Michael Jordan has come a long way in his personal life. In a new book called Michael Jordan: The Life, the basketball icon makes one shocking confession about his view on race, admitting to author Ronald Lazenby that he considered himself a racist "against white people" during his upbringing in North Carolina.
In the book, which hit shelves on May 6, Jordan opens up about his adolescent years and the ridicule that he endured when he tried to fight against the Ku Klux Klan resistance during the 1960s and '70s. He says that the organization had a major hold in the Wilmington, North Carolina, district, particularly when providing bibles to churches and uniforms to local basketball teams to maintain their power.
Jordan even recalls one incident during his schooling in 1977 when he was suspended for throwing soda at a girl who attacked the future athlete with some racial slurs. "I was really rebelling," the dad of five says of the memory. "I considered myself a racist at the time. Basically, I was against all white people." In the end, the NBA champ credits his mother for ending his racial hatred by suggesting that it wouldn't help him grow personally or professionally.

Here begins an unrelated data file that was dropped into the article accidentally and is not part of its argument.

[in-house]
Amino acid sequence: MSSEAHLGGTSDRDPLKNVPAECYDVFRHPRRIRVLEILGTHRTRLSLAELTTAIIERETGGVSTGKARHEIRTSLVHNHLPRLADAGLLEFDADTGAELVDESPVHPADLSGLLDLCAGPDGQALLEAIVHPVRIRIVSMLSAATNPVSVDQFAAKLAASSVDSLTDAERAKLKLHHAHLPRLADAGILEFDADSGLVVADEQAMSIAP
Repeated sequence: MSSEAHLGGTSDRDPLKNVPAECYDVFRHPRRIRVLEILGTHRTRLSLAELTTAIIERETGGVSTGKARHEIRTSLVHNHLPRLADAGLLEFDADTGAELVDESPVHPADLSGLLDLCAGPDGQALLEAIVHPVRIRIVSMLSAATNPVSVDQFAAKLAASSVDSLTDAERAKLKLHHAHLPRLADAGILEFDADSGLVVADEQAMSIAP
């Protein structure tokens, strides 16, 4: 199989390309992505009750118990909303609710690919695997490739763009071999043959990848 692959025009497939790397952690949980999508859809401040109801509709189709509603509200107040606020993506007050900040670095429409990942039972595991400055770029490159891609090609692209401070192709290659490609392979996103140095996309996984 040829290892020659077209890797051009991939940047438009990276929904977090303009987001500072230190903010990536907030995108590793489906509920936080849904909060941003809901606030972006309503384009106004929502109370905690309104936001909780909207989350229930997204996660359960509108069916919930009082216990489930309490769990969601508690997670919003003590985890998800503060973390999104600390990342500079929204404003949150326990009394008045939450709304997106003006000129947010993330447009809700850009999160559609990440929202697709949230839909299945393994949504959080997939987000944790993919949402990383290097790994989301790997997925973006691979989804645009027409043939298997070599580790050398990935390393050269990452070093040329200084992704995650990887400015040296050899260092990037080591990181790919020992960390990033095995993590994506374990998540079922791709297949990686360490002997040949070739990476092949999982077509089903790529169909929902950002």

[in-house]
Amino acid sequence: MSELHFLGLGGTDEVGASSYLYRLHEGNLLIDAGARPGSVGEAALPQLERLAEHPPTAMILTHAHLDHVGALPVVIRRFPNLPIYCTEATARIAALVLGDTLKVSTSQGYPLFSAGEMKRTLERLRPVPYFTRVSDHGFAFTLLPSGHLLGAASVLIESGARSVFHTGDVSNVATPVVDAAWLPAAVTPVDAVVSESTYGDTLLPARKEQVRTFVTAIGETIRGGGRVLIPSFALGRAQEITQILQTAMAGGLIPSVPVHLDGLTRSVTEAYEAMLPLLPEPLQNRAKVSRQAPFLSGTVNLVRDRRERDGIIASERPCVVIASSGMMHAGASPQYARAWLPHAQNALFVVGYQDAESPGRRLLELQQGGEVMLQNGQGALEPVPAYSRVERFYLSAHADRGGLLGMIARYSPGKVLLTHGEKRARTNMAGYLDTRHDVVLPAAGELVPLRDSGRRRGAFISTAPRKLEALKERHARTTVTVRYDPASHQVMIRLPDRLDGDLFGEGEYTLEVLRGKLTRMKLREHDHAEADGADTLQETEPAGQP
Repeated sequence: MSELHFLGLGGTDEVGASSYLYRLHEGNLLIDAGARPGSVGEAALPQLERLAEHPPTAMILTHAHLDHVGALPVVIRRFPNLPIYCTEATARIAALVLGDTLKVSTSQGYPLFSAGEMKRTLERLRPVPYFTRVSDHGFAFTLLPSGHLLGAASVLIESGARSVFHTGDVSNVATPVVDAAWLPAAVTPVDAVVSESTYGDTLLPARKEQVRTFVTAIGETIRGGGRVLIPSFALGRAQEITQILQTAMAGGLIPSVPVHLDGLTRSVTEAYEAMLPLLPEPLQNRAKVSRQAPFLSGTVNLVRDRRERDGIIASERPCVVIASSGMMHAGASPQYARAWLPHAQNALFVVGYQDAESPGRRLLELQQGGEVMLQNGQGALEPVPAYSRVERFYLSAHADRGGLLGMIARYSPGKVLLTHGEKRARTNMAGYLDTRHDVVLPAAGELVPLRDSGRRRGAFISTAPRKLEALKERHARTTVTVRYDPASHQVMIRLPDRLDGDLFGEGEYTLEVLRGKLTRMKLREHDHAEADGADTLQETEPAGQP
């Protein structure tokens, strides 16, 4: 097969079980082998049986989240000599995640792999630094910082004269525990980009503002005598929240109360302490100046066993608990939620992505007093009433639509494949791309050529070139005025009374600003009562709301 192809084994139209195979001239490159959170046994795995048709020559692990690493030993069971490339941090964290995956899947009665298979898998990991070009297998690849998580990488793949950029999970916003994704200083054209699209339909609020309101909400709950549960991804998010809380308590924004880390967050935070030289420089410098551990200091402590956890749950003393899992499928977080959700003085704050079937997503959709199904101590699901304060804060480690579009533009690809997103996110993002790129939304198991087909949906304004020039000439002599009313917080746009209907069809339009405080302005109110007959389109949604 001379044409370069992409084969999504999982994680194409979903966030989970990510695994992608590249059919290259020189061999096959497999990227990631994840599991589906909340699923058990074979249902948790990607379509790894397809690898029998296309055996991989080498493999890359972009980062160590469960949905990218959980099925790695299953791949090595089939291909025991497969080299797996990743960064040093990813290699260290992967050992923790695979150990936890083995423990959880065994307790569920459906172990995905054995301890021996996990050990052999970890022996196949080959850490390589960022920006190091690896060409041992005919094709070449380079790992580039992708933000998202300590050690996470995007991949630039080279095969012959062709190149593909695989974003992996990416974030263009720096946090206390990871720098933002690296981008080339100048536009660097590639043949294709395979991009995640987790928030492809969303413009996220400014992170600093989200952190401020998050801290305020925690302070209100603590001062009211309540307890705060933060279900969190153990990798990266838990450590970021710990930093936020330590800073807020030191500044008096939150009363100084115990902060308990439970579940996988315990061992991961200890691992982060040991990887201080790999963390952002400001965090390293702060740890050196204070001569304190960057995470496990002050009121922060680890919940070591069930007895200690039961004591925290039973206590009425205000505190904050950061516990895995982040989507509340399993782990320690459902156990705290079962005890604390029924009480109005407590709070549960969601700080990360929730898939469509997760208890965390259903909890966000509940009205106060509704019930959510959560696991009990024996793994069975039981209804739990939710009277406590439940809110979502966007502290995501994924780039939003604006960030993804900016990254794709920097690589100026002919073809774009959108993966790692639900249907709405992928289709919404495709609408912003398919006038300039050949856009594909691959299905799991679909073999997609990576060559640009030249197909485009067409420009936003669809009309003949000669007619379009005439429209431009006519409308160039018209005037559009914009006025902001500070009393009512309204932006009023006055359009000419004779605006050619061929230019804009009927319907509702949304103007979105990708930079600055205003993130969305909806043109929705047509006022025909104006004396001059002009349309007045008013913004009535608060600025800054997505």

One of the media's most recent headline-making stories regarding race came from Donald Sterling, the Los Angeles Clippers owner, who was banned by the NBA over a slew of racist comments. In a statement, Jordan said, "I look at this from two perspectives: as a current owner and a former player. As an owner, I'm obviously disgusted that a fellow team owner could hold such sickening and offensive views. As a former player, I'm completely outraged. There is no room in the NBA, or anywhere else, for the kind of racism and hatred that Mr. Sterling allegedly expressed."
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